Governments still at odds as deadline looms on banking deal
European Union finance ministers are still at loggerheads over what to do when banks fail.
The ministers will grapple next week over how far the eurozone should standardise its approach to writing down failing banks' creditors as they seek agreement on a blueprint to end state bailouts.
While there is a "broad measure of agreement" on the draft's suggestions for how creditors should suffer, governments have just over a week to resolve their differences before the ministers convene in Luxembourg, according to an EU document prepared for the meeting.
The countries are divided over how much flexibility regulators should be given to exempt some creditors from writedowns, according to the document prepared by Finance Minister Michael Noonan.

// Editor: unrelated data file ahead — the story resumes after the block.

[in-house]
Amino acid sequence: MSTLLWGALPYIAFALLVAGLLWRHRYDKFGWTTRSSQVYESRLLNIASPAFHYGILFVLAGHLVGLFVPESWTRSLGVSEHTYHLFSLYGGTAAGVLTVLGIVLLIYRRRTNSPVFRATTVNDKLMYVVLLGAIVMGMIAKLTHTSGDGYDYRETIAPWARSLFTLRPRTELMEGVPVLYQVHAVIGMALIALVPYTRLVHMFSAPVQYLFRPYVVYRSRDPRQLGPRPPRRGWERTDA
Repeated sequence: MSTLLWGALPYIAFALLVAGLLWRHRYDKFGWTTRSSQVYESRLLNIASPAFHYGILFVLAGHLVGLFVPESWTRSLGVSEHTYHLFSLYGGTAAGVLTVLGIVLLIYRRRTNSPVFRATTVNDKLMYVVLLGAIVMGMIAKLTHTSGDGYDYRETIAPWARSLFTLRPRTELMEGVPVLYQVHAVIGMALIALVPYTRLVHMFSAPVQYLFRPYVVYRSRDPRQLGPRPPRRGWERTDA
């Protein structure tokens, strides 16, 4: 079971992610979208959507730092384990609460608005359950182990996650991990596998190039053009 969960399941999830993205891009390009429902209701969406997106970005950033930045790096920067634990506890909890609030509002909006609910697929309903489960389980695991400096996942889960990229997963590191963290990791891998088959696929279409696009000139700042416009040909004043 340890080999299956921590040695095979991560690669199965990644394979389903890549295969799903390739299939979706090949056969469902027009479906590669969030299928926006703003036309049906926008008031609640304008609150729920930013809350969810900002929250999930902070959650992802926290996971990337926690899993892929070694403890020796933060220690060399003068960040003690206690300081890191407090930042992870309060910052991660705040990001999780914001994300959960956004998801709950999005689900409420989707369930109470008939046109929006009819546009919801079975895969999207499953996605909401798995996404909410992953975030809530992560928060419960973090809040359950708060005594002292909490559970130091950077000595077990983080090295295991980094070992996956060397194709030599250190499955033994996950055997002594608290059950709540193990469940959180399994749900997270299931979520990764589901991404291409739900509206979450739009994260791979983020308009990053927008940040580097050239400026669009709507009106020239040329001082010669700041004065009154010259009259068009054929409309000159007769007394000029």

EU's governments are racing to meet an end-June deadline to agree on the plans, which leaders have said will be a first step towards more ambitious moves to centralise bank interventions in the 17-nation euro area.
Agreement would be a rare victory for Ireland's presidency which is set to end this month with few obvious successes.
Under draft plans presented by Michel Barnier, the EU's financial services chief, losses at a bank would be absorbed first by wiping out its capital, then writing down unsecured debt holders in order of seniority.
Individual countries would also be required to build up standing funds that would be tapped to cover restructuring costs at failed lenders. These resolution funds would be financed with levies on banks.
Countries are also split over whether the bail-in powers should take effect in 2015 or 2018. (Bloomberg)